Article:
Khmer letters can be written in three styles, which make the learning even more difficult.

"Âksâr chhôr" is the default type and refers upright letters; this is the font used in computers.

"Âksâr chriĕng" are the slanted letters which were the favourite in the past but have been displaced by computers.

"Âksâr mul" are the round letters used in official texts and signs


Thirty-three consonants survived out of the original thirty-five Khmer ones. However, consonant clusters are united by subscript consonant marks which create the complex shapes of Khmer texts. The subscript cancels the inherent vowel of the preceding consonant, but a new vowel can be added as a sub-subscript.

Twenty-three vowels complete the letters list and some of them can change the shape of the preceding consonant by merging with it; adding thus yet another difficulty to the reading process.

Useful Phrases

Chum-reep su-or Hello

Sok sabay ta How’s it going?

Akoon Thank you

Som Please

Awt-tay No

Baat Yes, for man

Chaa Yes, for woman

Mao-pee-na Where are you from?


At least in Pailin, Angkor and Phnom Penh, Thai is widely understood at a basic level. Since Cambodians tend to pronounce it without tones, their Thai is easier to understand by Western ears than the original version.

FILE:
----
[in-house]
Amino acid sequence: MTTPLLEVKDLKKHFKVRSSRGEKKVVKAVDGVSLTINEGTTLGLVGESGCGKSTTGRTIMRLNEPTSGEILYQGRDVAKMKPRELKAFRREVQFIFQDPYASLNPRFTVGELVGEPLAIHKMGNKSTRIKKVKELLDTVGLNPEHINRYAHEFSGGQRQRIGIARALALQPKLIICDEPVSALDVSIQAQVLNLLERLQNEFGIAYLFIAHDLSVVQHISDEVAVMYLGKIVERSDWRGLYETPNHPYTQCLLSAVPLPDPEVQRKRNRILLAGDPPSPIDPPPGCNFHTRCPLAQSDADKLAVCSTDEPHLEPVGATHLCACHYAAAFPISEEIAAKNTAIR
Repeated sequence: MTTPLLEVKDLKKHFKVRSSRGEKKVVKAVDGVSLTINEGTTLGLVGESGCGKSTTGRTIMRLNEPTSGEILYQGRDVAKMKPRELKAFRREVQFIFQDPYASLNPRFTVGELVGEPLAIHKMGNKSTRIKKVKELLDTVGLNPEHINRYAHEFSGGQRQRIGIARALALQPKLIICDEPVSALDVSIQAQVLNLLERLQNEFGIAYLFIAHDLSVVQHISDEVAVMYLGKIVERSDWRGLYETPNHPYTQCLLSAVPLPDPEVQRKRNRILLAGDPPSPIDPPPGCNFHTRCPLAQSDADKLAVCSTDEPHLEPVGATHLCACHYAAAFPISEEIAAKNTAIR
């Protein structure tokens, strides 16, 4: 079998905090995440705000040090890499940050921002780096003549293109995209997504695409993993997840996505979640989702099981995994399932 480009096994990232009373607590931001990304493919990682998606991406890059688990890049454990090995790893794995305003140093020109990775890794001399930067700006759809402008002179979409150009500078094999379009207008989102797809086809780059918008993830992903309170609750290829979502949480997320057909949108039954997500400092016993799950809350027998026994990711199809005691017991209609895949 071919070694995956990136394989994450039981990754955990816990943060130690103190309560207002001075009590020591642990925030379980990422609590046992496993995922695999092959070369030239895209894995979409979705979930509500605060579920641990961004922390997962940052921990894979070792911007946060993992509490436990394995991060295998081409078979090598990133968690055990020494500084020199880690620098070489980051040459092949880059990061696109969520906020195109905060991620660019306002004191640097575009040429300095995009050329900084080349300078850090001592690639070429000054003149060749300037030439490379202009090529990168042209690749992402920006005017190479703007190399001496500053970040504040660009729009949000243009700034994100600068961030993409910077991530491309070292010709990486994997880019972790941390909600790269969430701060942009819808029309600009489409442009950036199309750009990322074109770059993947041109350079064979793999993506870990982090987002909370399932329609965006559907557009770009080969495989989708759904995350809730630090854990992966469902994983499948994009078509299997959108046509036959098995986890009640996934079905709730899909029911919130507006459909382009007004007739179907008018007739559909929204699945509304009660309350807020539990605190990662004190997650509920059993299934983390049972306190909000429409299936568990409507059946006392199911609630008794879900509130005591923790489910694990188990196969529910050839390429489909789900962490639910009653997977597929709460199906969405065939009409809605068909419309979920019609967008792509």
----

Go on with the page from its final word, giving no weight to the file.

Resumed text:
Vietnamese is spoken by the large Vietnamese refugees minority on the Tonle Sap Lake floating houses, Phnom Penh and along the border with Vietnam. It is useful mainly in the abundant Vietnamese restaurants.


There is a significant Chinese community in Phnom Penh. Recognizing them is easy but guessing which Chinese dialect they speak is almost impossible. However pronouncing the friendly Xie-Xie (thanks) would assure a wide smile.


In a short leisure trip to Cambodia, expecting to learn reading Khmer is an unreal hope. Recognizing some popular word and phrases is however a doable task which holds an additional benefit to it.

More than any other people in South East Asia, Cambodians value travellers’ efforts to communicate in their language; maybe this is due to its relative insignificance, or due to their long years of isolation and wars. Regardless the reason, if the small gift of our (mis)pronouncing a few words in their language makes them feel relevant and worthy humans in a world that abandoned them in their toughest moments, then we should do every effort to accomplish that.

Lao ພາສາ ລາ

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Being Laos a small and landlocked country with its unique language, attempting to decipher its language during a trip in South East Asia would make no sense, if it weren’t due to the fact it is similar to the Thai.

Laotian letters are rounder than the Thai ones and the language is actually identical to the Thai dialect spoken in IsaanThailand’s north-eastern lobe. Thus, after having learned some Thai, catching the basics of Lao is easy, especially since its spelling system is more phonetic than the Thai one due to the 1960’s spelling reform.